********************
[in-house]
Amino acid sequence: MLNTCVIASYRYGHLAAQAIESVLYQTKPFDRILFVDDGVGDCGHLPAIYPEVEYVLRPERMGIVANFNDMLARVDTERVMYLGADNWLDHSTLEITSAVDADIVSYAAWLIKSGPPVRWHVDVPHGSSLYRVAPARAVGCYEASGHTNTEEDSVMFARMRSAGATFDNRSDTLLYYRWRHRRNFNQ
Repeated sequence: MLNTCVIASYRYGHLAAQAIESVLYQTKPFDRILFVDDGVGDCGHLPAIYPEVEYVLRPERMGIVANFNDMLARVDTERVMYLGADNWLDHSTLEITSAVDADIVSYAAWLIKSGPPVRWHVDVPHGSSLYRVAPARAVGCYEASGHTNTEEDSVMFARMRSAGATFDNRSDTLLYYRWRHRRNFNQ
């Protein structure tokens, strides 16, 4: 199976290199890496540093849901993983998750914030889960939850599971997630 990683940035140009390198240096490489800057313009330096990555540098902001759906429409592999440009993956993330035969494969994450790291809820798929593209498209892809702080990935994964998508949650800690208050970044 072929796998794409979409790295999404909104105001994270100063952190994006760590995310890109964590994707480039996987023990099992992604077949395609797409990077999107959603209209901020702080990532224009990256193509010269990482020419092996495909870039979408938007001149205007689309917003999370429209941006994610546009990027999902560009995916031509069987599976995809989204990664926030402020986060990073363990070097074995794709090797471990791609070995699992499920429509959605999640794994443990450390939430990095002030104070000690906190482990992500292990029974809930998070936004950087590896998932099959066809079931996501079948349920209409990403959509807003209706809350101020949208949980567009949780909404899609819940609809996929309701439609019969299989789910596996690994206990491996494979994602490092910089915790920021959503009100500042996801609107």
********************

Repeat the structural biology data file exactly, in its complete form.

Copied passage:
[in-house]
Amino acid sequence: MLNTCVIASYRYGHLAAQAIESVLYQTKPFDRILFVDDGVGDCGHLPAIYPEVEYVLRPERMGIVANFNDMLARVDTERVMYLGADNWLDHSTLEITSAVDADIVSYAAWLIKSGPPVRWHVDVPHGSSLYRVAPARAVGCYEASGHTNTEEDSVMFARMRSAGATFDNRSDTLLYYRWRHRRNFNQ
Repeated sequence: MLNTCVIASYRYGHLAAQAIESVLYQTKPFDRILFVDDGVGDCGHLPAIYPEVEYVLRPERMGIVANFNDMLARVDTERVMYLGADNWLDHSTLEITSAVDADIVSYAAWLIKSGPPVRWHVDVPHGSSLYRVAPARAVGCYEASGHTNTEEDSVMFARMRSAGATFDNRSDTLLYYRWRHRRNFNQ
């Protein structure tokens, strides 16, 4: 199976290199890496540093849901993983998750914030889960939850599971997630 990683940035140009390198240096490489800057313009330096990555540098902001759906429409592999440009993956993330035969494969994450790291809820798929593209498209892809702080990935994964998508949650800690208050970044 072929796998794409979409790295999404909104105001994270100063952190994006760590995310890109964590994707480039996987023990099992992604077949395609797409990077999107959603209209901020702080990532224009990256193509010269990482020419092996495909870039979408938007001149205007689309917003999370429209941006994610546009990027999902560009995916031509069987599976995809989204990664926030402020986060990073363990070097074995794709090797471990791609070995699992499920429509959605999640794994443990450390939430990095002030104070000690906190482990992500292990029974809930998070936004950087590896998932099959066809079931996501079948349920209409990403959509807003209706809350101020949208949980567009949780909404899609819940609809996929309701439609019969299989789910596996690994206990491996494979994602490092910089915790920021959503009100500042996801609107």